Twilio has partnered with leading call ID apps to finally tackle the scourge of robocalls with a groundbreaking new solution called ‘Verified by Twilio’.
During the company’s day two keynote at Signal 2019, Christine Roberts, GM and VP of Super Network at Twilio, gave her personal account with unidentified calls. While it was her own experience, it’s one that many of us relate to.
Roberts showed her phone log filled with red missed calls she chose not to answer. She’s not alone, research shows three of every four calls go unanswered if the recipient doesn’t know who’s calling; an unsurprising statistic when there were approximately 48 billion robocalls in the US alone last year.
Like many of us in our youth, Roberts recalls eagerly running to the home landline when it rang; excited about who could be on the other end.
“Maybe it was grandma saying she’s going to send me five bucks, maybe it was a friend calling to figure out if we could do a sleepover,” says Roberts. “We all know that’s not what happens now. Today, when the phone rings, the sentiment is completely different.”
Twilio set out with ‘Verified by Twilio’ to help ensure all communications are desired.
“How often have you checked that voicemail, later on, to find out you missed something that was really important?” asks Roberts.
Verified by Twilio will bring up a caller ID detailing not just exactly who is calling, but – impressively – why they’re calling.
As shown in the image above, the caller ID can be personalised with that company’s branding using custom logos and colours. Here's how that's made possible:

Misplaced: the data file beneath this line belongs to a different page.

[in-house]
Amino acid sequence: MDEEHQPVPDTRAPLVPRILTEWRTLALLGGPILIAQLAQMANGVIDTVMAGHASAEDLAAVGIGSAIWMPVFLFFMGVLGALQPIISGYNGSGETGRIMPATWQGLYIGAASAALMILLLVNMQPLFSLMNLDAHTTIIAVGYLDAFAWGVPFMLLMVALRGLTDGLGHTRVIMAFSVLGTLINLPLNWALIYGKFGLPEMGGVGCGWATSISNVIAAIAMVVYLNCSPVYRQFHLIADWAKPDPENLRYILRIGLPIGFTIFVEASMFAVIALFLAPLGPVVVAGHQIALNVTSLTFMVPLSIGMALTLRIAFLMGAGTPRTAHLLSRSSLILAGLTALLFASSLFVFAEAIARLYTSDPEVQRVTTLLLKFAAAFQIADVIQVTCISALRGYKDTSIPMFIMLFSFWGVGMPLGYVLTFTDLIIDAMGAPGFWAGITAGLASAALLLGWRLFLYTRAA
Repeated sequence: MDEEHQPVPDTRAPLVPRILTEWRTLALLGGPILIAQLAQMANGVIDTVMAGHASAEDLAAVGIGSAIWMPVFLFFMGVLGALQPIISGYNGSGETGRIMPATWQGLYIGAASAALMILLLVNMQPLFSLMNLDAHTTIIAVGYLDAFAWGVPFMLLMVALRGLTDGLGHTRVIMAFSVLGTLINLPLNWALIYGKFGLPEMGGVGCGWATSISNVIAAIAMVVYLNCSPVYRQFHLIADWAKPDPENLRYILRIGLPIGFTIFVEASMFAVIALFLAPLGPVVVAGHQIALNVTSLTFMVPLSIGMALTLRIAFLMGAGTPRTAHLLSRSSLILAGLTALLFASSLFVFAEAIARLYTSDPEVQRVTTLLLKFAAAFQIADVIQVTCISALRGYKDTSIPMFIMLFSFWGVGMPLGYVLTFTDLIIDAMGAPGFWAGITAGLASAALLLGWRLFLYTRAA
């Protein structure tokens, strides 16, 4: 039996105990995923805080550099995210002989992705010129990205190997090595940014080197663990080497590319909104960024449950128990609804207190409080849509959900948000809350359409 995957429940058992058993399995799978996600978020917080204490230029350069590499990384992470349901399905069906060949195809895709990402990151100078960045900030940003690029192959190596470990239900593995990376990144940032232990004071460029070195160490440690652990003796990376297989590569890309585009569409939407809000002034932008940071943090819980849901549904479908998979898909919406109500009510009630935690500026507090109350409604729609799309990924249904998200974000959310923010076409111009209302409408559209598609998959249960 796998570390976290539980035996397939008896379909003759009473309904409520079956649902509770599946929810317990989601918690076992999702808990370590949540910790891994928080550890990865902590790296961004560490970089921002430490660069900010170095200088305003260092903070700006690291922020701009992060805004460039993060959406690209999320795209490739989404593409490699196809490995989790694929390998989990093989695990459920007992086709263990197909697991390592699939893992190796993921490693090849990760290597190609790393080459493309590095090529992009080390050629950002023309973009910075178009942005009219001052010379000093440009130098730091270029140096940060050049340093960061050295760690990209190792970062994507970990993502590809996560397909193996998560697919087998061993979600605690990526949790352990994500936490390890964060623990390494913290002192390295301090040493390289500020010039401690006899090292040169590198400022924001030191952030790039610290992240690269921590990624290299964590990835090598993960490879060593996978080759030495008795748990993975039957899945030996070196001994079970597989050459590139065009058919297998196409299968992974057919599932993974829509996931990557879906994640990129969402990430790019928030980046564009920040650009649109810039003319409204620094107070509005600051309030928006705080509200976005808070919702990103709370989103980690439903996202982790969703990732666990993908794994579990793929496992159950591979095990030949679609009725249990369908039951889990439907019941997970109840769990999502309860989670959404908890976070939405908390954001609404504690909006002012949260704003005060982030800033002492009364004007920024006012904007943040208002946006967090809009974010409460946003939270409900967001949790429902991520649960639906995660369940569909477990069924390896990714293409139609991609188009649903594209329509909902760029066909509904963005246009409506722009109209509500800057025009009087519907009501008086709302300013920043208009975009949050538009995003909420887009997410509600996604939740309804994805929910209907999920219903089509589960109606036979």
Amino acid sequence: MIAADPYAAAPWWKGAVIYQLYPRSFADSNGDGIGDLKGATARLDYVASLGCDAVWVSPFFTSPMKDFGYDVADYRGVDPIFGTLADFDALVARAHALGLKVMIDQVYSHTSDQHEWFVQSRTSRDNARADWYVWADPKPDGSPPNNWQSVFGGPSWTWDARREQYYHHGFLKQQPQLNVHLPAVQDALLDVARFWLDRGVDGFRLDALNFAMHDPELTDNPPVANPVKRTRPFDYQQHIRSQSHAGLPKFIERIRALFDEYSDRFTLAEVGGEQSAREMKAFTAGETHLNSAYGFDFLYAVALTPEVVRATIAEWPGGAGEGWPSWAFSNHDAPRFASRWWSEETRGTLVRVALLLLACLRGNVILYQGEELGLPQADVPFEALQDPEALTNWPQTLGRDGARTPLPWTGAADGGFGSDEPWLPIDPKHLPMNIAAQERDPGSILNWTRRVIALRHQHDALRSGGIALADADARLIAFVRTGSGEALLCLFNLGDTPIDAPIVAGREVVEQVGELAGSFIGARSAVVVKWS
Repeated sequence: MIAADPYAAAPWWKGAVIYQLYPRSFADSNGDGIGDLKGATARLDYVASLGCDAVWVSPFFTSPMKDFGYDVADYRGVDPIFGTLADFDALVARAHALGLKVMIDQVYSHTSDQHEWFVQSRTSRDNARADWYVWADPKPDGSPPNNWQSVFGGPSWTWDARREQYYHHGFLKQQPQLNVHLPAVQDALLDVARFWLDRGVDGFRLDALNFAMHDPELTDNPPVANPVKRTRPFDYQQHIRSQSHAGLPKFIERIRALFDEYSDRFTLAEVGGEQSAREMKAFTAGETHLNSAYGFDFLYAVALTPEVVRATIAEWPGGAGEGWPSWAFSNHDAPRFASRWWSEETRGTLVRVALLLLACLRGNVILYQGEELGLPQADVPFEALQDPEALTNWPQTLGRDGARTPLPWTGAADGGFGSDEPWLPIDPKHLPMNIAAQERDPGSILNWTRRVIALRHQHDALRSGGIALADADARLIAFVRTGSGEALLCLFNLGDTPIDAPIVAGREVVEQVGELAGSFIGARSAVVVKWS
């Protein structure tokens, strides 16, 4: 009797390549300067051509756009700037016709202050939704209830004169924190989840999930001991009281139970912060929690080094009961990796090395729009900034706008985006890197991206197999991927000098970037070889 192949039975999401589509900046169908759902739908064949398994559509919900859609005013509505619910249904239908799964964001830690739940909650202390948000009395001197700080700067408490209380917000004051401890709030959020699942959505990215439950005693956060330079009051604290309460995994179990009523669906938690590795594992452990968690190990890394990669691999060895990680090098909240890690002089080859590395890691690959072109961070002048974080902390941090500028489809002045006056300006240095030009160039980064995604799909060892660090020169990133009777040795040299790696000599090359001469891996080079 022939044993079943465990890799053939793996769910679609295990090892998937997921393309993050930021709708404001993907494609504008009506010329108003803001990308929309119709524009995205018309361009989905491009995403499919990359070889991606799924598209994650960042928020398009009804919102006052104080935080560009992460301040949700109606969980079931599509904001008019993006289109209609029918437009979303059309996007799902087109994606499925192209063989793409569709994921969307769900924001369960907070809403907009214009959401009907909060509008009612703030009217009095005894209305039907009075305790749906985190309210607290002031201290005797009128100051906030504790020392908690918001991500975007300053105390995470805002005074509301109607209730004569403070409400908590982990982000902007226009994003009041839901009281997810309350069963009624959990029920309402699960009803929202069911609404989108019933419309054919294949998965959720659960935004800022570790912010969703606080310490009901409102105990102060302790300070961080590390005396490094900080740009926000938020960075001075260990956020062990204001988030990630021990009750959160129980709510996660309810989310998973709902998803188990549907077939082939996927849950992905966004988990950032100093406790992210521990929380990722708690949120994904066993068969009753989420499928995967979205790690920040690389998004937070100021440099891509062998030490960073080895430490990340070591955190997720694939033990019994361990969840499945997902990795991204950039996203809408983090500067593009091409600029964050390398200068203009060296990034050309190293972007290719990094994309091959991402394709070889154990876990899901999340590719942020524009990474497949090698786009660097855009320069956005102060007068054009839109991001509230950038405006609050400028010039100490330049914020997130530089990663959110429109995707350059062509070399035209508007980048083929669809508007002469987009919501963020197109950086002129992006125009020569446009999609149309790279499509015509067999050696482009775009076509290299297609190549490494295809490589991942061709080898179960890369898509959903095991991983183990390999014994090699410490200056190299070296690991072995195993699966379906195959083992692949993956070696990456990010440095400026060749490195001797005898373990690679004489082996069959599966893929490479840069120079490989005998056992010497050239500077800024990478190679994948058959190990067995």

Twilio has partnered with apps already offering more limited versions of caller ID today such as CallApp, Robokiller, YouMail, and Hiya with the aim of bringing the functionality to over 200 million people by the end of 2019.
Ensuring calls are desired is a win-win for all. For the recipient, they know the call is worth their time picking up. Callers, on the other hand, often spend a lot of money making calls; so it’s wasted cash and time if they’re not being picked up.
Roberts explains that – more important than blocking unwanted calls – is ensuring wanted calls do come through.
“At Twilio, my team uses machine learning and analyses traffic patterns to figure out who’s not using our platform for good,” says Roberts. “We know it’s equally as important to let known, good, wanted communications to get through.”
A first-hand account was shared of a school nurse calling when Roberts’ daughter injured her ankle. Had Roberts not answered, as she often doesn’t for unrecognised calls, her daughter could’ve been stuck with her injuries.
Carriers themselves are implementing new technologies to prevent robocalls, while legislation is also being passed intended to help combat it. Twilio’s solution, which helps to show why a call is being made, seems to be the most robust and readily available.
Twilio welcomes applications from businesses and organisations – such as carriers and operating systems, in addition to apps – to participate in the private beta of Verified By Twilio by visiting twilio.com/verified-by-twilio. Twilio encourages consumers to download one of the call identification apps – CallApp, Hiya, Robokiller, or YouMail – to start blocking unwanted calls today and to be prepared to receive information when Verified By Twilio is fully available in early 2020.
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